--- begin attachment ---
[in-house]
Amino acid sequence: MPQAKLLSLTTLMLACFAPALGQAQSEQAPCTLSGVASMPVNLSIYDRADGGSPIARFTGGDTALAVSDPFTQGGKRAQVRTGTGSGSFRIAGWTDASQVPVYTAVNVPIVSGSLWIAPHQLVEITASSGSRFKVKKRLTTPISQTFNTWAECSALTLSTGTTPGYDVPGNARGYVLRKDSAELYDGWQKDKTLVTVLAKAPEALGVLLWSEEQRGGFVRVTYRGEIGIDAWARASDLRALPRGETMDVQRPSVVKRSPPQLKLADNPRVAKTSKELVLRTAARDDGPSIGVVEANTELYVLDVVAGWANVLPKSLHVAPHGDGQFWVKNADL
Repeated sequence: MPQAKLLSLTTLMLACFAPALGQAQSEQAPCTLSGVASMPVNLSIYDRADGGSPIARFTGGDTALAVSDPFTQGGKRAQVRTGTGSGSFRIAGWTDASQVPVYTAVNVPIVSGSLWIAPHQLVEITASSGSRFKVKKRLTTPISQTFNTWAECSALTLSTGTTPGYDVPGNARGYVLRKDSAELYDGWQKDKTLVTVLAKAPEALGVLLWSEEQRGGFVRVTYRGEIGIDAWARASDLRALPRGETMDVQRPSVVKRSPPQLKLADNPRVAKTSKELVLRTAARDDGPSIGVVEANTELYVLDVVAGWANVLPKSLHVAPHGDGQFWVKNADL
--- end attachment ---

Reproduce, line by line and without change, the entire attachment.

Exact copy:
[in-house]
Amino acid sequence: MPQAKLLSLTTLMLACFAPALGQAQSEQAPCTLSGVASMPVNLSIYDRADGGSPIARFTGGDTALAVSDPFTQGGKRAQVRTGTGSGSFRIAGWTDASQVPVYTAVNVPIVSGSLWIAPHQLVEITASSGSRFKVKKRLTTPISQTFNTWAECSALTLSTGTTPGYDVPGNARGYVLRKDSAELYDGWQKDKTLVTVLAKAPEALGVLLWSEEQRGGFVRVTYRGEIGIDAWARASDLRALPRGETMDVQRPSVVKRSPPQLKLADNPRVAKTSKELVLRTAARDDGPSIGVVEANTELYVLDVVAGWANVLPKSLHVAPHGDGQFWVKNADL
Repeated sequence: MPQAKLLSLTTLMLACFAPALGQAQSEQAPCTLSGVASMPVNLSIYDRADGGSPIARFTGGDTALAVSDPFTQGGKRAQVRTGTGSGSFRIAGWTDASQVPVYTAVNVPIVSGSLWIAPHQLVEITASSGSRFKVKKRLTTPISQTFNTWAECSALTLSTGTTPGYDVPGNARGYVLRKDSAELYDGWQKDKTLVTVLAKAPEALGVLLWSEEQRGGFVRVTYRGEIGIDAWARASDLRALPRGETMDVQRPSVVKRSPPQLKLADNPRVAKTSKELVLRTAARDDGPSIGVVEANTELYVLDVVAGWANVLPKSLHVAPHGDGQFWVKNADL